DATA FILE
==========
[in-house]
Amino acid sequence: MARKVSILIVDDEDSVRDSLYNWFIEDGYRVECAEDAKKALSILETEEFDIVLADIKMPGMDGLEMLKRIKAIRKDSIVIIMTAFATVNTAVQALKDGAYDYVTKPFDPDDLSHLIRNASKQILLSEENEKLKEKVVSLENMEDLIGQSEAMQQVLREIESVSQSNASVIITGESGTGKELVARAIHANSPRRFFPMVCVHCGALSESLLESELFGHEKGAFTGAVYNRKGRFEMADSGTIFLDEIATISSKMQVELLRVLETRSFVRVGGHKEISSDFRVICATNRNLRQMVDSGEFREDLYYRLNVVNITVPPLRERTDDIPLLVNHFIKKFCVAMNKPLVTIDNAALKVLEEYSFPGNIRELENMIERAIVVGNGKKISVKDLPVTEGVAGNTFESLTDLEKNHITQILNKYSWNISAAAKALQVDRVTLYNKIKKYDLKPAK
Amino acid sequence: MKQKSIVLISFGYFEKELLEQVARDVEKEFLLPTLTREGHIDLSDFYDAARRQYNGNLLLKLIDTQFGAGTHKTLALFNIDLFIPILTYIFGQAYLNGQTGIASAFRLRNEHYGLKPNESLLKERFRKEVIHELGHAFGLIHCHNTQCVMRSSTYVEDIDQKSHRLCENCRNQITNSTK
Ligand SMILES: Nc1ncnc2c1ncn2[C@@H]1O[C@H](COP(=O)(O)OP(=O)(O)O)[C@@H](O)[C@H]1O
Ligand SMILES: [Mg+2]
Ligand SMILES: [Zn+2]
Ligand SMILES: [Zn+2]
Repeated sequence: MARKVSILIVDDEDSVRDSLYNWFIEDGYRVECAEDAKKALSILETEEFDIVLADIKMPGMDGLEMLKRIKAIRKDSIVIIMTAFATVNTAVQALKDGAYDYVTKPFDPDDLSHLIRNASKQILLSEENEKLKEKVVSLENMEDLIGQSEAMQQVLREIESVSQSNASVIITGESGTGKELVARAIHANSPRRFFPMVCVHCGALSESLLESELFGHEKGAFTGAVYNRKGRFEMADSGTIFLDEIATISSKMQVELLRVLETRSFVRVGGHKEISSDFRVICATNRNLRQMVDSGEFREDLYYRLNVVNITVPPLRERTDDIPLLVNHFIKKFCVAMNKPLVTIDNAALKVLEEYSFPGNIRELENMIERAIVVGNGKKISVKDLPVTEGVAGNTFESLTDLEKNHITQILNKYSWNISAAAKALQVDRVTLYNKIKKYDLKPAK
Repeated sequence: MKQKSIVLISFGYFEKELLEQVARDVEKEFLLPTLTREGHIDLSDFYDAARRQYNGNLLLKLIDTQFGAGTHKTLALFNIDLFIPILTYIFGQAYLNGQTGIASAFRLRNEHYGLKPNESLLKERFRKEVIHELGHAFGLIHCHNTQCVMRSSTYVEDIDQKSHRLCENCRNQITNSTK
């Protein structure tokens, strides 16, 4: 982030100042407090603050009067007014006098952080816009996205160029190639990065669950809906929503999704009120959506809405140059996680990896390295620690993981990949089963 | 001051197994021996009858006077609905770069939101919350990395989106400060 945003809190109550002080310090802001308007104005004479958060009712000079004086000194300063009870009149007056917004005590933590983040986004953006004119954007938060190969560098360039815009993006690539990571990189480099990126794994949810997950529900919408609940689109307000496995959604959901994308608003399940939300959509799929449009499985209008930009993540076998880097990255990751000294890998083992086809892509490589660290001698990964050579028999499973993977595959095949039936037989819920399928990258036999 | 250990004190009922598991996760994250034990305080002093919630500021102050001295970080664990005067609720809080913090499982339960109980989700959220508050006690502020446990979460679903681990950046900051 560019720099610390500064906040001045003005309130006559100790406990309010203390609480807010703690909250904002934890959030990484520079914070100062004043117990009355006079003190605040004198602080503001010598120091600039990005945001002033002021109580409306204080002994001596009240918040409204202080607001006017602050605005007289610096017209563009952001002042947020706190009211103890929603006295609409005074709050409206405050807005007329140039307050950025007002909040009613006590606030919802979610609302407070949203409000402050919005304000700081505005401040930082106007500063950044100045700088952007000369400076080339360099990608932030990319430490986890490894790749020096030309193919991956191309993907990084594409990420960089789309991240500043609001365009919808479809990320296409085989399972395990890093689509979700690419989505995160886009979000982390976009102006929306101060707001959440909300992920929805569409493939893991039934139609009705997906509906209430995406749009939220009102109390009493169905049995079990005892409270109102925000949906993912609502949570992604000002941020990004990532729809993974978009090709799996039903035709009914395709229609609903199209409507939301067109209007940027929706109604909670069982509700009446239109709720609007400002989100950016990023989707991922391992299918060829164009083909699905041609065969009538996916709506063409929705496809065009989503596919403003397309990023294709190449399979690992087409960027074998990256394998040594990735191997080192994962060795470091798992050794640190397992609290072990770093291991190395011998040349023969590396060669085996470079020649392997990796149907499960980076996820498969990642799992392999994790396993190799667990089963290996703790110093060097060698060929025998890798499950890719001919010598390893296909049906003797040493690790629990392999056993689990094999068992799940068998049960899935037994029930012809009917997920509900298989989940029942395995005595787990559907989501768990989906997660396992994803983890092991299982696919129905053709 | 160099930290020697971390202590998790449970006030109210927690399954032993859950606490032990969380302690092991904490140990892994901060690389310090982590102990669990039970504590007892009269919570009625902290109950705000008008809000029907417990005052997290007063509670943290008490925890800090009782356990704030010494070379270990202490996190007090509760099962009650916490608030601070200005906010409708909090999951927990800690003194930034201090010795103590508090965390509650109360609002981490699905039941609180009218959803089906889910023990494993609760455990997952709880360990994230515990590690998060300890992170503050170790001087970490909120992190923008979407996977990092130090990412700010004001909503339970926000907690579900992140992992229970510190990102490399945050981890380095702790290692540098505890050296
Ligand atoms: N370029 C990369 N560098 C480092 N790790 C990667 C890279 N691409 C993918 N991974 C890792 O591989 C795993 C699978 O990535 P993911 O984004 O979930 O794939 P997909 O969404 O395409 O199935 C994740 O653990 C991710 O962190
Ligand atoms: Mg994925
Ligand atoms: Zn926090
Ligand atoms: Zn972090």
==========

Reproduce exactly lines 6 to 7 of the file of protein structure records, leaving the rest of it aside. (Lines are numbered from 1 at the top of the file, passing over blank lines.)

Ligand SMILES: [Zn+2]
Ligand SMILES: [Zn+2]